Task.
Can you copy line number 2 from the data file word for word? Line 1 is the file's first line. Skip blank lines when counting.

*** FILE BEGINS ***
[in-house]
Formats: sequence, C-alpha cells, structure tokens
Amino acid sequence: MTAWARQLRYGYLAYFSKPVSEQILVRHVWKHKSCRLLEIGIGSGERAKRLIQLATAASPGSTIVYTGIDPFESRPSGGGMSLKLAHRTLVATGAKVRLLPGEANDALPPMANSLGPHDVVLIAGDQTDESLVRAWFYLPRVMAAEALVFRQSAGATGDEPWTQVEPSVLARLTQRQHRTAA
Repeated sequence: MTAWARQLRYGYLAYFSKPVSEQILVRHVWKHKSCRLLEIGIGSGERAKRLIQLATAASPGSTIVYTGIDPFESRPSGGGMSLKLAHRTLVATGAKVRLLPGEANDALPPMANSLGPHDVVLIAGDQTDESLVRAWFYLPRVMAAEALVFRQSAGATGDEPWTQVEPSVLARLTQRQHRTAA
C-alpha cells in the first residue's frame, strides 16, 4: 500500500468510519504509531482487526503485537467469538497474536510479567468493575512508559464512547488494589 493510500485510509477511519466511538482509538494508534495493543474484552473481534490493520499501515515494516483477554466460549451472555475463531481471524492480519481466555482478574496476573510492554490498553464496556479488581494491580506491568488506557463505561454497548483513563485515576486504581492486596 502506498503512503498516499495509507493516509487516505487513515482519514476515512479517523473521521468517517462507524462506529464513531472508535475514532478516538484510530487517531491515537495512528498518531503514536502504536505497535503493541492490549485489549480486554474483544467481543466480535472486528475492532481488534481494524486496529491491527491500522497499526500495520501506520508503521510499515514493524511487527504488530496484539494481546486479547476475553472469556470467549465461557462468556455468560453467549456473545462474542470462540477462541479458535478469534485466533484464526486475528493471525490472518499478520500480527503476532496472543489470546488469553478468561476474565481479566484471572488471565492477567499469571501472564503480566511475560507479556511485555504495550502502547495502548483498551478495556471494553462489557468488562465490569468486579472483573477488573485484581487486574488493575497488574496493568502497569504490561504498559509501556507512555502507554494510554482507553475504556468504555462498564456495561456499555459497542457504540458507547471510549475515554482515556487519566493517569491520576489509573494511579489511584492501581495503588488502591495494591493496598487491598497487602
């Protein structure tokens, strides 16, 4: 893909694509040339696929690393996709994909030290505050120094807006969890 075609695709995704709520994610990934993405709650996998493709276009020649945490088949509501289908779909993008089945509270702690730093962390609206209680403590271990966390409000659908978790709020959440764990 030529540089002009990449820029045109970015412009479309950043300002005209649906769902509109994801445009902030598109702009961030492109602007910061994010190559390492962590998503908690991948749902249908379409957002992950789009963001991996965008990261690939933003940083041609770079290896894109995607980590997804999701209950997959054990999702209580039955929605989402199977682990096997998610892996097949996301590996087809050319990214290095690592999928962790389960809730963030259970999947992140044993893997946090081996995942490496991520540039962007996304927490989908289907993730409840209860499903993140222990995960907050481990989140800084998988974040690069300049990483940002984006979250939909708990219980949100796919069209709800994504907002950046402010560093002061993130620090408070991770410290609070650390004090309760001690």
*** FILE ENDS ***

Formats: sequence, C-alpha cells, structure tokens